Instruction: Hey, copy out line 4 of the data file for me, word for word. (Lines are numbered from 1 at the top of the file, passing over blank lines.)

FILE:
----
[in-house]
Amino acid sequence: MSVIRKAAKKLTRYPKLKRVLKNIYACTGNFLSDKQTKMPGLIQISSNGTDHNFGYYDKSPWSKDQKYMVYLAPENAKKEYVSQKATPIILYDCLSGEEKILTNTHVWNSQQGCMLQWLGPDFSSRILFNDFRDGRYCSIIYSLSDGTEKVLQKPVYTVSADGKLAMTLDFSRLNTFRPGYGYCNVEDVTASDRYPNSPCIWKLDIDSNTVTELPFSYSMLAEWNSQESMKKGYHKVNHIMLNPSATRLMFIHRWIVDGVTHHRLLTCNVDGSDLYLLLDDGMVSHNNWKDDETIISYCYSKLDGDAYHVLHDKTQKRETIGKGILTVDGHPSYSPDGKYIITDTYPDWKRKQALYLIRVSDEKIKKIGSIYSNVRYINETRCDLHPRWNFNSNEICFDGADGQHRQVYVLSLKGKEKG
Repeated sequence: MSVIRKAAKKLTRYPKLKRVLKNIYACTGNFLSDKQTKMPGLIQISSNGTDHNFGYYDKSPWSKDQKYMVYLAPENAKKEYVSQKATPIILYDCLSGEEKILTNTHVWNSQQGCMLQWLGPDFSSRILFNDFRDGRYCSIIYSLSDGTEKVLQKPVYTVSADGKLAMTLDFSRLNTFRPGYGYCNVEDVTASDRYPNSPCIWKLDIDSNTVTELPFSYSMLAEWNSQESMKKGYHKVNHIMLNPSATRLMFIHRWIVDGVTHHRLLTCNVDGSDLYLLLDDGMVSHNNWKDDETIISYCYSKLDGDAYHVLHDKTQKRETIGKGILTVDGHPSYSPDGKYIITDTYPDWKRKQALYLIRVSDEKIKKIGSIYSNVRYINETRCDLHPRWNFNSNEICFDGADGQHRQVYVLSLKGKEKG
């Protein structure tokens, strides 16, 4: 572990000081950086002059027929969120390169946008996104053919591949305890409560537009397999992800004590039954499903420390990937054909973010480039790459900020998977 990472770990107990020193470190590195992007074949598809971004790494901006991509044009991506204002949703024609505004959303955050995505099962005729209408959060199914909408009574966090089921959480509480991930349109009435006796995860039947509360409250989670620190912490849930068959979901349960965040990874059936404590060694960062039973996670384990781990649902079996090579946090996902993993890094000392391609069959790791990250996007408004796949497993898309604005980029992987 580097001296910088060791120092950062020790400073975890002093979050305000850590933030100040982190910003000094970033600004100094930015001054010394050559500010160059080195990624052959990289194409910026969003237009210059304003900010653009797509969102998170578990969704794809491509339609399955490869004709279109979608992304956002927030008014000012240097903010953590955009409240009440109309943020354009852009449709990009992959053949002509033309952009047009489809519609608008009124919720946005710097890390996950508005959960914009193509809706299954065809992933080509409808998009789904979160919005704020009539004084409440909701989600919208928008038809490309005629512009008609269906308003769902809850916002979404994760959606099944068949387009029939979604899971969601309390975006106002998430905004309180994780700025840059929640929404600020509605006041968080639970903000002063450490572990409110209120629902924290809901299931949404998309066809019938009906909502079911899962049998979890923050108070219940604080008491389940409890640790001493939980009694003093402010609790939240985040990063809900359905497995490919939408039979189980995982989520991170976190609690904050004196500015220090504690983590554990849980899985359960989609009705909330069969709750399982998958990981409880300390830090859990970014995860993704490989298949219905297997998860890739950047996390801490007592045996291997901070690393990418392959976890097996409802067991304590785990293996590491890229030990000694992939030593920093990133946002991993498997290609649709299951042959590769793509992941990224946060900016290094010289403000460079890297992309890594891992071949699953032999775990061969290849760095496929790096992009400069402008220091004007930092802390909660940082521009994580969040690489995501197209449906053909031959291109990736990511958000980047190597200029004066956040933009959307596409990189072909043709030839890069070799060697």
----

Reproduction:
């Protein structure tokens, strides 16, 4: 572990000081950086002059027929969120390169946008996104053919591949305890409560537009397999992800004590039954499903420390990937054909973010480039790459900020998977 990472770990107990020193470190590195992007074949598809971004790494901006991509044009991506204002949703024609505004959303955050995505099962005729209408959060199914909408009574966090089921959480509480991930349109009435006796995860039947509360409250989670620190912490849930068959979901349960965040990874059936404590060694960062039973996670384990781990649902079996090579946090996902993993890094000392391609069959790791990250996007408004796949497993898309604005980029992987 580097001296910088060791120092950062020790400073975890002093979050305000850590933030100040982190910003000094970033600004100094930015001054010394050559500010160059080195990624052959990289194409910026969003237009210059304003900010653009797509969102998170578990969704794809491509339609399955490869004709279109979608992304956002927030008014000012240097903010953590955009409240009440109309943020354009852009449709990009992959053949002509033309952009047009489809519609608008009124919720946005710097890390996950508005959960914009193509809706299954065809992933080509409808998009789904979160919005704020009539004084409440909701989600919208928008038809490309005629512009008609269906308003769902809850916002979404994760959606099944068949387009029939979604899971969601309390975006106002998430905004309180994780700025840059929640929404600020509605006041968080639970903000002063450490572990409110209120629902924290809901299931949404998309066809019938009906909502079911899962049998979890923050108070219940604080008491389940409890640790001493939980009694003093402010609790939240985040990063809900359905497995490919939408039979189980995982989520991170976190609690904050004196500015220090504690983590554990849980899985359960989609009705909330069969709750399982998958990981409880300390830090859990970014995860993704490989298949219905297997998860890739950047996390801490007592045996291997901070690393990418392959976890097996409802067991304590785990293996590491890229030990000694992939030593920093990133946002991993498997290609649709299951042959590769793509992941990224946060900016290094010289403000460079890297992309890594891992071949699953032999775990061969290849760095496929790096992009400069402008220091004007930092802390909660940082521009994580969040690489995501197209449906053909031959291109990736990511958000980047190597200029004066956040933009959307596409990189072909043709030839890069070799060697």